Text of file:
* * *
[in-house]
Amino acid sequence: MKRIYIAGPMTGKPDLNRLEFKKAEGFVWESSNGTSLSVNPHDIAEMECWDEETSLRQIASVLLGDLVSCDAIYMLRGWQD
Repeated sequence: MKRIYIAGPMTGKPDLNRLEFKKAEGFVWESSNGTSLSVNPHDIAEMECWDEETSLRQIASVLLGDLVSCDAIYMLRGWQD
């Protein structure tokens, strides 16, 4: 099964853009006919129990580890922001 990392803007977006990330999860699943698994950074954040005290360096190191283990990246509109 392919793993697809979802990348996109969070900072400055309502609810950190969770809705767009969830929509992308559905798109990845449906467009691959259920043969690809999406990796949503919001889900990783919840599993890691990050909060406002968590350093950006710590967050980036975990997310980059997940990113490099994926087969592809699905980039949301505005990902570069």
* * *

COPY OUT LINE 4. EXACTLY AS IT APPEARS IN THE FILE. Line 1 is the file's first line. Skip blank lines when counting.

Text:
């Protein structure tokens, strides 16, 4: 099964853009006919129990580890922001 990392803007977006990330999860699943698994950074954040005290360096190191283990990246509109 392919793993697809979802990348996109969070900072400055309502609810950190969770809705767009969830929509992308559905798109990845449906467009691959259920043969690809999406990796949503919001889900990783919840599993890691990050909060406002968590350093950006710590967050980036975990997310980059997940990113490099994926087969592809699905980039949301505005990902570069």